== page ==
Fathers face a negative bias when seeking a better work-life balance or applying for part-time employment, a new study suggests.
The research at the University of Plymouth shows that fathers are more likely to face objections when proactively seeking an improved work-life balance, while mothers are praised for their dedication to the division of time and focus between work and family.
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Jasmine Kelland, a lecturer in HR management who led the research, said: “In the UK, traditional patterns of employment and parenting are in decline, and the stereotype of fathers going to work while mothers raise a family [is] increasingly diminishing.”
Preliminary findings from an online survey included in the study indicate that when wanting to work fewer hours, fathers can face a “fatherhood forfeit”.
Around 100 managers completed the survey, which involved scoring fictitious job applicants who were equal apart from their parental status. Mothers scored 5% higher than fathers, despite having similar qualifications and experience.
The study also included focus groups and interviews in which the “fatherhood forfeit” was again apparent, with managers viewing fathers who wanted to work part-time with suspicion or considering them “deviant”.
Kelland added: “We are seeing an increasing number of fathers working fewer hours to accommodate family life, while mothers increasingly work full time.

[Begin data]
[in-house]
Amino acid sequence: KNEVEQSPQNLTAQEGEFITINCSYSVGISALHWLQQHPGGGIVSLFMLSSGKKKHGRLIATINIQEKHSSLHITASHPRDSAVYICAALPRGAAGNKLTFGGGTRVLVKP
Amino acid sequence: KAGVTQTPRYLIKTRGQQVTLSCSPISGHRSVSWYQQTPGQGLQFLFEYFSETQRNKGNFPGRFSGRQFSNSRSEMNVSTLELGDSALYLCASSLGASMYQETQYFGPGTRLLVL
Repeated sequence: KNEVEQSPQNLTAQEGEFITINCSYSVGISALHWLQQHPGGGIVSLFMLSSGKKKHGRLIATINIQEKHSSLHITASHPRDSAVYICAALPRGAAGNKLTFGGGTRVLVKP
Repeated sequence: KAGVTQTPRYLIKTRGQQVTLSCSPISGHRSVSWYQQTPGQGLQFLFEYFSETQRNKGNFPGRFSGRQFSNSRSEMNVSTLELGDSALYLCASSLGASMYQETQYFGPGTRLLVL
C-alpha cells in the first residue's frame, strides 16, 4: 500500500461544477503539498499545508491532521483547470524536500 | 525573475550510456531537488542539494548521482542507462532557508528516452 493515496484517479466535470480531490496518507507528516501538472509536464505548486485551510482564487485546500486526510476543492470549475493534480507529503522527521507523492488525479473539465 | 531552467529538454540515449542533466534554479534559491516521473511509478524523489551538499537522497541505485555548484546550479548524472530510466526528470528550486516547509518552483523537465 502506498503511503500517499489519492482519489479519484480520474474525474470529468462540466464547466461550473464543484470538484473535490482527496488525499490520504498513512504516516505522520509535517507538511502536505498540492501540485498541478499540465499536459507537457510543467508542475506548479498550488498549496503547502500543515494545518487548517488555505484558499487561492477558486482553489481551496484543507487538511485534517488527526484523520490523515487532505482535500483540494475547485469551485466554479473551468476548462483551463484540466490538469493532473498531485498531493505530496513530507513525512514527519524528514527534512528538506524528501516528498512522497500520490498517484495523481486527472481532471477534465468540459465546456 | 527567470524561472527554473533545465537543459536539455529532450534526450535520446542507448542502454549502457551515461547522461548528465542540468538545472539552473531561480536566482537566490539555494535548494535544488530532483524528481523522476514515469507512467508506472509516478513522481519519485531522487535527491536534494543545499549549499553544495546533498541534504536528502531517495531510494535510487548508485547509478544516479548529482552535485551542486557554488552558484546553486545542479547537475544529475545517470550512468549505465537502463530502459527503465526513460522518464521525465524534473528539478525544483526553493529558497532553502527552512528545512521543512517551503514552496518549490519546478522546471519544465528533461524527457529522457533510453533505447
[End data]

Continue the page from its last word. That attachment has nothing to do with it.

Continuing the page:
If, as a society, we are to reach a position of equality for parents, it is crucial that modern workplaces address the issue of the ‘fatherhood forfeit’ to reduce the disparities that exist in the workplace.”
“In the context of these societal changes, a shift in the attitudes of employers is also required so that workers are treated fairly on the basis of their skill set rather than their familial choices”
In focus groups fathers said they felt they received less workplace support than mothers and had to make more of a case than female counterparts when wanting to work part time. They also reported often facing “‘Where is mum?’ discrimination”, feeling a loss of status and having friendship issues as a result of reduced working hours.
Kelland added: “If, as a society, we are to reach a position of equality for parents, it is crucial that modern workplaces address the issue of the ‘fatherhood forfeit’ to reduce the disparities that exist in the workplace.”